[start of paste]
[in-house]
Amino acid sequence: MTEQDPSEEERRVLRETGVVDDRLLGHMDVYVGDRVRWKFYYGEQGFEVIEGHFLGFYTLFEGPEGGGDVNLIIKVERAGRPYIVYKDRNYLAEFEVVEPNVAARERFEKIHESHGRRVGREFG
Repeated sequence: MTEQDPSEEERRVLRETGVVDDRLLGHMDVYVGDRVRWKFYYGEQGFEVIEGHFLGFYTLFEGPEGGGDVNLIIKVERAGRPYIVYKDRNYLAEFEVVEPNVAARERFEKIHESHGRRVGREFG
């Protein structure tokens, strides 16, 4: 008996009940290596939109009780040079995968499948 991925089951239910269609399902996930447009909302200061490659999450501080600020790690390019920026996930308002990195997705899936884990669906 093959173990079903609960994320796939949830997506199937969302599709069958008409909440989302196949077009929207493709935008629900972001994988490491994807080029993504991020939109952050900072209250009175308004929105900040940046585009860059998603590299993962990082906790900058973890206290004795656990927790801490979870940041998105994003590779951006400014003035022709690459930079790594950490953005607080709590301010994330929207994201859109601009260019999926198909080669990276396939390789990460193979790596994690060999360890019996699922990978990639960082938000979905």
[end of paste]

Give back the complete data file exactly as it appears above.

[in-house]
Amino acid sequence: MTEQDPSEEERRVLRETGVVDDRLLGHMDVYVGDRVRWKFYYGEQGFEVIEGHFLGFYTLFEGPEGGGDVNLIIKVERAGRPYIVYKDRNYLAEFEVVEPNVAARERFEKIHESHGRRVGREFG
Repeated sequence: MTEQDPSEEERRVLRETGVVDDRLLGHMDVYVGDRVRWKFYYGEQGFEVIEGHFLGFYTLFEGPEGGGDVNLIIKVERAGRPYIVYKDRNYLAEFEVVEPNVAARERFEKIHESHGRRVGREFG
């Protein structure tokens, strides 16, 4: 008996009940290596939109009780040079995968499948 991925089951239910269609399902996930447009909302200061490659999450501080600020790690390019920026996930308002990195997705899936884990669906 093959173990079903609960994320796939949830997506199937969302599709069958008409909440989302196949077009929207493709935008629900972001994988490491994807080029993504991020939109952050900072209250009175308004929105900040940046585009860059998603590299993962990082906790900058973890206290004795656990927790801490979870940041998105994003590779951006400014003035022709690459930079790594950490953005607080709590301010994330929207994201859109601009260019999926198909080669990276396939390789990460193979790596994690060999360890019996699922990978990639960082938000979905």